Most of the anti-corruption authority’s budget for 2024, around €1.2 million, will be spent on investigating complaints filed before it, officials said on Tuesday.
According to the authority, the complaints are investigated based on buying services from contractors and professionals in the private sector, selected after personal interviews.
The authority added that, if necessary, they would invite people from abroad to investigate claims filed to them.
The authority is currently investigating the ‘golden passports’ scheme based on complaints made by Auditor-general Odysseas Michaelides, and claims made against former president Nicos Anastasiades.
The total budget for the authority that was presented is €2.102 million, of which €1.194 million will be used to buy services and appointment of investigators.
The corresponding amount for 2023 amounts to just €175,500. There is an increase of approximately €1,018,500, which is due to the initiation of the investigation of the complaints submitted to the authority.
Also, from the total of €2,102,700 budgeted for the year 2024, an amount of €484,609, or approximately 23 per cent, is intended for the salary of the authority’s officials, i.e. the transparency commissioner and its four members.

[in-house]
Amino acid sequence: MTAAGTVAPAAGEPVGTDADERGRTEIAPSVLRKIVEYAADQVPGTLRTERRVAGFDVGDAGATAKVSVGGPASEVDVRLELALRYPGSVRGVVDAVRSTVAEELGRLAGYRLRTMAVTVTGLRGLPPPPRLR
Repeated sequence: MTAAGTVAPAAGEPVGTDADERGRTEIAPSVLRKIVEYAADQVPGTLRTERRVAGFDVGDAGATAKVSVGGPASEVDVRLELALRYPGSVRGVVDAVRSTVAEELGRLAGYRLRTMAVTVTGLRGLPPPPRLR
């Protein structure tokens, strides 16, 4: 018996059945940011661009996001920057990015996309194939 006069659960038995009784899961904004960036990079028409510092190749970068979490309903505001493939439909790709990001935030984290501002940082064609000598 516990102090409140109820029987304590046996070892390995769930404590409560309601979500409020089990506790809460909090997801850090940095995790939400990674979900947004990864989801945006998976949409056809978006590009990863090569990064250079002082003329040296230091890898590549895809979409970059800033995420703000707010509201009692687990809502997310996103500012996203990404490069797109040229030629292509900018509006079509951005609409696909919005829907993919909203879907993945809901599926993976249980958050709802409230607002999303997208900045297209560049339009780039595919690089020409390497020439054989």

In a note to parliament, the head of the anti-corruption authority, Transparency Commissioner Haris Poyiadji said the complaints before the authority reached a total of 107. These are 79 named and 28 anonymous complaints. In addition, the authority will proceed with two ex officio investigations.
The authority can only research the claims, and invite witnesses, whose testimony however cannot be used in court.
When the authority comes to a conclusion, it will be forwarded to the attorney-general who, if he adopts it, will start a new round of investigations, i.e. a second criminal investigation, utilising the police, who have will have the conclusion of the anti-corruption authority.